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Business School Just for Women

MBA program at Simmons College offers training and confidence to female executives

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As women have made progress in the workplace, the Simmons program has adopted new goals. "Back then, we were trying to get women into middle management," Jardim says. "Now we're trying to get women out of middle management and into senior jobs. Middle management is the new ghetto for women."

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The intensive, one-year program at Simmons appeals to many women who are interested in taking a brief sabbatical to jump-start their careers.

"The idea is to get in, get out, and get back to work," student Laurie Durnell says. One-year students endure long days of classes and weekend work sessions to earn the degree in a compressed time period. "You're always sweating and running," says another student, Laureen McVay.

Other women choose to continue working while earning the degree. Part-time student Paula Kelley is a manager for Gillette Company with 15 years of experience. "I had about a $9 million budget that I was handling, but I didn't feel overly confident that I could do what I needed to with it," Ms. Kelley says.

Although Simmons MBA students are all female, they may be the most diverse group of business students anywhere. They range in age from 24 to 55, with an average age of 35, and have an average of 10 years on the job. "We are focusing on women who really want to change where they are going, who want to take control of their careers," Jardim says.

Simmons has always been willing to admit more nontraditional students than other MBA programs do. About 20 percent do not have a bachelor's degree. Work experience, strong references, and a "pattern of growth" are more important at Simmons than undergraduate degrees, the deans say.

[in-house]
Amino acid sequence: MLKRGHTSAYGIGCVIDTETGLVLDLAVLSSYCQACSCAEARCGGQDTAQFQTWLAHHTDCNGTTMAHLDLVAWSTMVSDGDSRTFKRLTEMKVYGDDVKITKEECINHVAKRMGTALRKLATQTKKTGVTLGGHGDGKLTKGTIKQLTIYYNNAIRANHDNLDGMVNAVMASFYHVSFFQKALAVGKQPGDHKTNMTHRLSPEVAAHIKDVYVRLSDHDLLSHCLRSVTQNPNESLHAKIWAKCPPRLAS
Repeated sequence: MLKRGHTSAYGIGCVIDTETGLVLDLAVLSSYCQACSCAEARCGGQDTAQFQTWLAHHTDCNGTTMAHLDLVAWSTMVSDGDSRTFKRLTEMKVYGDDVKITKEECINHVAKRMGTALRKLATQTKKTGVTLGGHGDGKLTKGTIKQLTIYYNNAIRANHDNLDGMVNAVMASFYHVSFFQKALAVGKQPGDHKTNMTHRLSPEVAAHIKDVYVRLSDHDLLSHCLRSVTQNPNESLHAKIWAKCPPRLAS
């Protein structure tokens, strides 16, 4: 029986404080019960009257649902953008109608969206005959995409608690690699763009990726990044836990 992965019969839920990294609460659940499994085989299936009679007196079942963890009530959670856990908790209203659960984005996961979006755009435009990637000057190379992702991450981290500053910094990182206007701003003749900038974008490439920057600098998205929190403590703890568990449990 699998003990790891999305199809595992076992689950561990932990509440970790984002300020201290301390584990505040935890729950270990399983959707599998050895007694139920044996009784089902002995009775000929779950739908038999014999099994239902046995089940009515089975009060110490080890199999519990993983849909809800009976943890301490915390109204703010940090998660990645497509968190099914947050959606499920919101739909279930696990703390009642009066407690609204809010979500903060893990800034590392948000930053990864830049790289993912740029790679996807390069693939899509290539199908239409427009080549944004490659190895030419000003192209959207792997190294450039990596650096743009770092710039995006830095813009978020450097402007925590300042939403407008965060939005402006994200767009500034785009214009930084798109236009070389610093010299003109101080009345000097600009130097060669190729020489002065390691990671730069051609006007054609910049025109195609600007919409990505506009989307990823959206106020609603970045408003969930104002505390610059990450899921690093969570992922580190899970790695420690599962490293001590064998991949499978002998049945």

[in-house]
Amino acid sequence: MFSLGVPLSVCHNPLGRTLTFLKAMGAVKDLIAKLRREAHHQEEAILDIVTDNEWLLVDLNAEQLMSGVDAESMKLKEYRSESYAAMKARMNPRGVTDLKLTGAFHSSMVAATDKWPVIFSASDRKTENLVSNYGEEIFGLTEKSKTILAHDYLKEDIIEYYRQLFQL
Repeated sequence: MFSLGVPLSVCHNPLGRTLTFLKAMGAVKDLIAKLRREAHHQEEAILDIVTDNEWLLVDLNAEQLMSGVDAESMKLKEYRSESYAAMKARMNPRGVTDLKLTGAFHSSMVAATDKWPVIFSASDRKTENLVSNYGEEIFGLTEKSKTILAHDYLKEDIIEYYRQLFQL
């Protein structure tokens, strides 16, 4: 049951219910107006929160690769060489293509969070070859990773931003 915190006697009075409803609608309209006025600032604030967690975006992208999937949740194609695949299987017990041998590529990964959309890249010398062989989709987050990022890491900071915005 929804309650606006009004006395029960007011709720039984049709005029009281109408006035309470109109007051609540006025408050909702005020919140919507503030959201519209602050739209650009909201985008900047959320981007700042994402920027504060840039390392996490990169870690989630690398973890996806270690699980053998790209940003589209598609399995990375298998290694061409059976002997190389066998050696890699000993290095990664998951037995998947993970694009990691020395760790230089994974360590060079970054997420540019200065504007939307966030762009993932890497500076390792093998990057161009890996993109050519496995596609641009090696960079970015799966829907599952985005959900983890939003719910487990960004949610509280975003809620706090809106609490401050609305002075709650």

"Most MBA schools look at inputs, what the person comes with, the kinds of credentials they have already achieved," Jardim says. "We're looking at outcomes - what can that person go on to do with our degree?"

THE approach to teaching is different at Simmons also. "When we were at Harvard, it was teaching by humiliation," Hennig says.

At Simmons, "you're competing in a positive way because you're trying to develop yourself," Ms. McVay says. "You're not trying to squash the other person."

Marketing Prof. Deborah Marlino taught at the Massachusetts Institute of Technology (MIT) in Cambridge, Mass., for five years before coming to Simmons four years ago. Although the material she teaches is the same, Dr. Marlino says the Simmons curriculum has a different emphasis. "It has more of a behavioral bent, with heavy emphasis on group work and understanding corporate culture."

The Simmons MBA program has come of age with the women's movement. If women continue to achieve equality with men in the workplace, will there come a time when the Simmons program will no longer be necessary?

"As long as the traditional business schools stay masculine in their orientation, this school will be needed," Jardim responds. "Until there are places where women can walk in absolutely equal and learn what they have a right to learn and know about themselves ... we are not obsolete. We are cutting edge."